I've got problems. Since building my project studio last fall, I haven't been able to nail down a monitoring setup that "feels" right, and my mixes are not referencing as well as I'd like. I was sure the primary culprits were early reflections from my side walls and a general lack of "groovy-ness" from my old Genelec 1030A monitors (a shortcoming I've heard to be commonly associated with that model).
My original monitoring setup was managed through the master section of my mixer, passing through a bunch of ICs and circuitry before reaching my ears. For the 2Control setup, I connected to the first stereo input of the SPL unit directly from the main outputs of my DAW. The second input pair employs a sensitivity switch (+4 dBu for a second DAW or mixer, and -10 dBV for use with a CD player or iPod, for example). Monitor stereo output channel 1 went to my mains and channel 2 was used for my small speakers. The mono channel 3 went to my subwoofer.
After bypassing my mixer and setting up the SPL to handle my monitoring, I was shocked at the difference in clarity and "vibe", immediately realizing that my biggest problem was not the limitations of a small control room and stale monitors, but the monitoring chain itself. It was easy to find my optimum listening "sweet spot" as the 2Control really helped focus the sound -and for a "transparent by design" architecture, my little room was instantly "groovier". The manual offers an easy to understand calibration guide. I didn't have access to a sound-pressure-level meter, so I ran some test tones through my main monitors into an omni condenser mic, using my DAW for metering. At the same time, I moved my speakers around to find the best placement. Finally, I listened to some mixes I'd finished a few weeks earlier -remix!
During hookup, the first thing I noticed was that SPL had really put some thought into the visual architecture and usability of the 2Control. First off, the cool "flip-out" legs located on the front bottom of the unit prop the face up at about a 20 degree angle so you can easily reach and view the monitor controls from your desktop. The legs have rubber feet that keep the box from moving back and forth when plugging and unplugging headphones into the two jacks -or selecting monitor functions on the front panel. On the back panel, the input jacks are labeled both right-side-up and upside-down, so that you can view the rear panel from the top (looking down) or from the back. I wish more manufacturers would use similar labeling; it really makes setup a snap. The back panel has XLR balanced/unbalanced I/O (refer to the clearly-labeled wiring diagram located next to the rear jacks). If you've got hum related to wiring problems, use the ground lift button on the back!
On the faceplate, push-button monitoring options have separate, colored LEDs when engaged, making inputs and outputs easy to distinguish from each other. The first two buttons control input channels 1 and 2, and a third button switches back-and-forth between mono and stereo monitoring. There is also a -15 dB dim switch and three output selectors. The high-grade Alps volume potentiometer is nearly 2" in diameter! This "big knob" is fluid to the touch, but tight enough to be precise -and stable enough to avoid inadvertent volume jumps if you accidentally brush the knob while using other controls.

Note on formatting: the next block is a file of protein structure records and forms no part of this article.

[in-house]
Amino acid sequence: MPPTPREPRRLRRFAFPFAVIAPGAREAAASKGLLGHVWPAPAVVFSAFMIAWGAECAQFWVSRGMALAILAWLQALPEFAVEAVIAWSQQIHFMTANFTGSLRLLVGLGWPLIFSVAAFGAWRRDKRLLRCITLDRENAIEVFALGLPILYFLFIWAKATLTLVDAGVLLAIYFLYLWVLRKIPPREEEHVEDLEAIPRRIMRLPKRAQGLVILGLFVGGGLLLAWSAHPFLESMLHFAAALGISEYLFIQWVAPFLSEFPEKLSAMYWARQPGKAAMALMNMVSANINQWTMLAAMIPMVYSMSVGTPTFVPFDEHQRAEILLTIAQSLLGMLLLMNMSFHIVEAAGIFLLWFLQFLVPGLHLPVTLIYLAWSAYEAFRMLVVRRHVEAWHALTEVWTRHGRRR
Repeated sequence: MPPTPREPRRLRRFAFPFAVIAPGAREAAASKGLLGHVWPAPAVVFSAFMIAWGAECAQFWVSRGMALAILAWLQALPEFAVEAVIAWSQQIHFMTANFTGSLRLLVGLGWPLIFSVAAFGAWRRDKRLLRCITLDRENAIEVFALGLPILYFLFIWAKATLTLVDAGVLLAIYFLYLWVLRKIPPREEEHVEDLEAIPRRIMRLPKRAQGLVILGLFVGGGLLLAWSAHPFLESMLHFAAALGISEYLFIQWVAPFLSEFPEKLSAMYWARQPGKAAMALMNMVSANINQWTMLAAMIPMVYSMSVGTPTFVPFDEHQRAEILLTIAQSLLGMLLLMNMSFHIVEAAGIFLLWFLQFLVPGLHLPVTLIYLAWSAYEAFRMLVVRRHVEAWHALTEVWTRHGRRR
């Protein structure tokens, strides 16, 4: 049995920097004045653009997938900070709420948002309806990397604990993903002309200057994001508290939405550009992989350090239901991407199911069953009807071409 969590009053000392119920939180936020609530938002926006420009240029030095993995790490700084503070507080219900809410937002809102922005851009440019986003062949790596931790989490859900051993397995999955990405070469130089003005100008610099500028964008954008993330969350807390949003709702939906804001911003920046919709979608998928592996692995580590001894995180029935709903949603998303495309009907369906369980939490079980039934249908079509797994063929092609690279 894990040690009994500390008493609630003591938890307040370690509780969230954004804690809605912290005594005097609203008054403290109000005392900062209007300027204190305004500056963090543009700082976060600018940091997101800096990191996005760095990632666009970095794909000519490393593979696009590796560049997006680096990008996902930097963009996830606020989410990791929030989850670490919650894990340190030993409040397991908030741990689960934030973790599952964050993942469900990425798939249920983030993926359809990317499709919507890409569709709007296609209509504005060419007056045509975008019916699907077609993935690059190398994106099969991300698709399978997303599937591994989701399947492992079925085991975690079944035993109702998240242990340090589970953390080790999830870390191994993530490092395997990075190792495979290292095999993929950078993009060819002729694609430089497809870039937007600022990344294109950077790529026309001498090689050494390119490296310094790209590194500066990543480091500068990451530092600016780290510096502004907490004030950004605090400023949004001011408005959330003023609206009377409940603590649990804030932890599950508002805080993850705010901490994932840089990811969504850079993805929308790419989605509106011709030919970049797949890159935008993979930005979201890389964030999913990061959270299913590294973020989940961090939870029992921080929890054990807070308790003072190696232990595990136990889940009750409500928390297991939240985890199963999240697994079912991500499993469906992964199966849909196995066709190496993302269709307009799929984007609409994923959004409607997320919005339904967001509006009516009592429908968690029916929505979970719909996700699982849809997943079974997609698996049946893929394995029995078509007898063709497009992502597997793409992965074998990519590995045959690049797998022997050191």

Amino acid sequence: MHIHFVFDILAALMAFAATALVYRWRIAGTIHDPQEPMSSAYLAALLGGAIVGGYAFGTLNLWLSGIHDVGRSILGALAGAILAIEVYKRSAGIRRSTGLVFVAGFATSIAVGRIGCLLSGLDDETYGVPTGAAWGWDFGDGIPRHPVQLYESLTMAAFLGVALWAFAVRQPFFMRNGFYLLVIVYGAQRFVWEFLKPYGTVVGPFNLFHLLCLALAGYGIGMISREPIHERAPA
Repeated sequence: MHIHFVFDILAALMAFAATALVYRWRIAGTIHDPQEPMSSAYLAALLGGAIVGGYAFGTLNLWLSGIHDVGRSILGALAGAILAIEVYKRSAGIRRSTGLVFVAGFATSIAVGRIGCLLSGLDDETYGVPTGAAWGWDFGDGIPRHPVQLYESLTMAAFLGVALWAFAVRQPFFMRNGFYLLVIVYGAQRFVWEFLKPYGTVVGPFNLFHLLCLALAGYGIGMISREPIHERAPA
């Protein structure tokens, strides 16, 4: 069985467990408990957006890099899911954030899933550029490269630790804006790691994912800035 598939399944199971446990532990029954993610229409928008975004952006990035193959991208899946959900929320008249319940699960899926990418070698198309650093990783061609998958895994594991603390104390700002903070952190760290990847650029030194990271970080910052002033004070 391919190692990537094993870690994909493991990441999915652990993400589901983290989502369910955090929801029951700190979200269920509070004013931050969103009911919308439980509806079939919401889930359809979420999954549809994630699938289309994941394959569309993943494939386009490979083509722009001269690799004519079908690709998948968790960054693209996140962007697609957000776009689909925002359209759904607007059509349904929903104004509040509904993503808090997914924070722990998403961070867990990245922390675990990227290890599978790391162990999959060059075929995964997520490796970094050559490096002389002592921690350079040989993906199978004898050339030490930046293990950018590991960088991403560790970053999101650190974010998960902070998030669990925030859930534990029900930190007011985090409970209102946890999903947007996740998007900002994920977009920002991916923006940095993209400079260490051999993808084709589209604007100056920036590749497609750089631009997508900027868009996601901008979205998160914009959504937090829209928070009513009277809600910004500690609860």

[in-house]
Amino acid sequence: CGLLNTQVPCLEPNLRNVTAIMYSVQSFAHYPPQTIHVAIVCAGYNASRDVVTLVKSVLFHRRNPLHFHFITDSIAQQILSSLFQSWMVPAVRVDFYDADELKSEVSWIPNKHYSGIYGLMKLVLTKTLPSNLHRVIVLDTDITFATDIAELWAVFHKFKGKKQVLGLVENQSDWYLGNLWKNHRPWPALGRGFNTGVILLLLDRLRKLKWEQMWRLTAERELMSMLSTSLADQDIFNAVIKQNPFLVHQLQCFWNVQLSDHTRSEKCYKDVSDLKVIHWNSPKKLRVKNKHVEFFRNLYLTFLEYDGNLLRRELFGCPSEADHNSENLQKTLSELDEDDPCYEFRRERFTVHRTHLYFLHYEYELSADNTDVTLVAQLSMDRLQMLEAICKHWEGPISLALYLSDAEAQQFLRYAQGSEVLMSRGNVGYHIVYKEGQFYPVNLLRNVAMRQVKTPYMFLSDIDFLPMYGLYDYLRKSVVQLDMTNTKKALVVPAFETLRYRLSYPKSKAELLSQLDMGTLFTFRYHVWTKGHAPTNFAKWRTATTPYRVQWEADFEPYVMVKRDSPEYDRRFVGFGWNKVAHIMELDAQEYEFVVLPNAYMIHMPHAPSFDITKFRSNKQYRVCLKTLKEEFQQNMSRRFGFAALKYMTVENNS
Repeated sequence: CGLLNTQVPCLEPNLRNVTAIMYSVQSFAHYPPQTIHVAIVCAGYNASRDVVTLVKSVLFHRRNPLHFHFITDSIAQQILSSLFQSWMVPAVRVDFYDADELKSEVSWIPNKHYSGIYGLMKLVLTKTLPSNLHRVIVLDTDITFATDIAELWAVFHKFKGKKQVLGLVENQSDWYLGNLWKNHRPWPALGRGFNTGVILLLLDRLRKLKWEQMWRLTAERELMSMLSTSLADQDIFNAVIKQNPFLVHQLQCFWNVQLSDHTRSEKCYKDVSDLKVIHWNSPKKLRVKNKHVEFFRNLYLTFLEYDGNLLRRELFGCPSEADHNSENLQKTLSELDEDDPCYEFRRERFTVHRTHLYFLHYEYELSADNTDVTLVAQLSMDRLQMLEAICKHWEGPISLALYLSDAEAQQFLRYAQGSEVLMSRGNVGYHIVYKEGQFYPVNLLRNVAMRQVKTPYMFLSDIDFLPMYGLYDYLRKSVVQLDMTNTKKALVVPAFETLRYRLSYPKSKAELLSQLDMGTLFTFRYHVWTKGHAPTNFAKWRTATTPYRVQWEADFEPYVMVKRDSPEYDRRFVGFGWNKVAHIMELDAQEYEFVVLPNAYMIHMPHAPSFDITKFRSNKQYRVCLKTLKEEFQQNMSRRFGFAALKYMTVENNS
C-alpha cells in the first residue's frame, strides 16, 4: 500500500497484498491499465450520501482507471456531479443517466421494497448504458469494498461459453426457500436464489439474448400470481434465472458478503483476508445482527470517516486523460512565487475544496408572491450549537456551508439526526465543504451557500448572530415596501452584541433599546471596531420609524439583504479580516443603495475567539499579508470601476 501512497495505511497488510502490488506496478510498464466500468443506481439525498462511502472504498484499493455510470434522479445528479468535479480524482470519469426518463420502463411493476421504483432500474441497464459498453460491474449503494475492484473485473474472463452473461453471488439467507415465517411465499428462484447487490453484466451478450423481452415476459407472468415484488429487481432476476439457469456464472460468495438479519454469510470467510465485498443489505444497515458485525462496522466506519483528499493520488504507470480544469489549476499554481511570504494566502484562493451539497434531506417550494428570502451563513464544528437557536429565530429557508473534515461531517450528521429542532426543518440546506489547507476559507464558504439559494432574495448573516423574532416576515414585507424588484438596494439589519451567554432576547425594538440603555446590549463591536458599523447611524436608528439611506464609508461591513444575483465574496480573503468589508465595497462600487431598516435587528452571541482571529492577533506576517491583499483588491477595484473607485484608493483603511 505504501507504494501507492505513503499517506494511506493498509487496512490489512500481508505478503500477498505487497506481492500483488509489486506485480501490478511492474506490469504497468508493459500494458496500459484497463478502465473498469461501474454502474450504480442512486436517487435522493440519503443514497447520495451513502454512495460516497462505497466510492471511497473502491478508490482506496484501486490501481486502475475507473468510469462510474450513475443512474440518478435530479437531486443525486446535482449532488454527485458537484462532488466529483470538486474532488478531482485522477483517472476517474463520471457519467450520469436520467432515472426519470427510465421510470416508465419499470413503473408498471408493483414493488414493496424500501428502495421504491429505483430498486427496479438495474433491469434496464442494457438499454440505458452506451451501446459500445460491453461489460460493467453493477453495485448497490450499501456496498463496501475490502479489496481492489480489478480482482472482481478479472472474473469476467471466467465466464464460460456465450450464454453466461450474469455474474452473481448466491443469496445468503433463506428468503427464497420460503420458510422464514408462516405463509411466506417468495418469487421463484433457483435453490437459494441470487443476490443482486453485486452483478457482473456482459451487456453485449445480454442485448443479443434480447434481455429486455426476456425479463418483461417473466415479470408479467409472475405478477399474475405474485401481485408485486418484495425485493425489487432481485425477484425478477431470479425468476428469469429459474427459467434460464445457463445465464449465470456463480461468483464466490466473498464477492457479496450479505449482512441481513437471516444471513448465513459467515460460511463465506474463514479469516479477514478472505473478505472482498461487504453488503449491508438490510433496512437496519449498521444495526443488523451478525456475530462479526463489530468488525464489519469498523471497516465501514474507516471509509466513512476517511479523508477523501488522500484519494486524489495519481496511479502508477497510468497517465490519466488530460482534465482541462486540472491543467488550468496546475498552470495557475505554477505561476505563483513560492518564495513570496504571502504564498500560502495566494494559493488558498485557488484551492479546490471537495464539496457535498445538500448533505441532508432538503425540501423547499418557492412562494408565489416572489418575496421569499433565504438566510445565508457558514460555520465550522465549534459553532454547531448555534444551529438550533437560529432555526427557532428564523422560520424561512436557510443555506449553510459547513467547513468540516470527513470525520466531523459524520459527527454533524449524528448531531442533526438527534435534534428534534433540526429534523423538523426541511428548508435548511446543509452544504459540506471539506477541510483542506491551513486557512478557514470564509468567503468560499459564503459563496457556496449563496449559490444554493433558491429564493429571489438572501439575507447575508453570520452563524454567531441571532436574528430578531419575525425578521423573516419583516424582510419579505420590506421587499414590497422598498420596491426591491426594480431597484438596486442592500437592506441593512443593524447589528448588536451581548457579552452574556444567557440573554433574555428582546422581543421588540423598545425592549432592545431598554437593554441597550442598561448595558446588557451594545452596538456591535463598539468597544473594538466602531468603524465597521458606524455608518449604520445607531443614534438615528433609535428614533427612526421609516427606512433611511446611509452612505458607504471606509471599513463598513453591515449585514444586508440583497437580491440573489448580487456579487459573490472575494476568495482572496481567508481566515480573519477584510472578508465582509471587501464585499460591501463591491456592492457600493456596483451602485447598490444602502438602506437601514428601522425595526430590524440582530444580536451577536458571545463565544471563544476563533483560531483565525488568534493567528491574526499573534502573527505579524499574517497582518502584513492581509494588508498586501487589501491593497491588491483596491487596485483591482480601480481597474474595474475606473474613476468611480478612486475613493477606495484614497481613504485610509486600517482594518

To the right side of the volume knob is a headphone monitoring section, offering two jacks with separate volume controls and a Crossfeed knob with an on/off toggle button. The Crossfeed feature is designed to simulate a loudspeaker listening environment, similar to the Xfeed feature in the Grace Design m902 Headphone Amplifier (Tape Op #68). In my opinion, the 2Control's simulation seemed less drastic than the m902's. The SPL's Crossfeed is very subtle, but if you "crank" it, the stereo image approaches a mono-like feel. SPL recommend adjusting this feature while contrasting against your loudspeakers. They also suggest engaging a subwoofer while using headphones so you can physically feel the low frequencies -pretty cool idea, actually. In practice, when using the Crossfeed with my AKG K 240 headphones, mixes referenced well against my monitors -especially stereo panning. If you don't want to wake the neighbors, the Crossfeed feature will serve you well for late-night mixing.
One of the best things about the 2Control is its portability -only 8" x 8" x 3'.' If you're mixing on location, in different studios, or in rooms that sound unfamiliar, you can always bring the 2Control along to check your mixes with the headphone settings you're accustomed to.
The 2Control is not a huge investment for any studio; for audiophiles, it's a steal. Typically we think first about equipping ourselves with mics and outboard gear, and monitoring becomes a secondary concern. The 2Control illustrates the flaws of monitoring through mid-class mixers -or worse, directly out of your DAW. As SPL point out, if you monitor directly from your DAW to your speakers, using software to control your volume can lower bit-rate at the converter outputs, thereby degrading the audio quality. So, if you're wondering why your mixes sound like shit, it might be because everything you've been listening to sounds like shit. They say the best piece of gear we've got is our ears. Maybe we should invest in that. ($629 street; www.soundperformancelab.com)
Tape Op is a bi-monthly magazine devoted to the art of record making.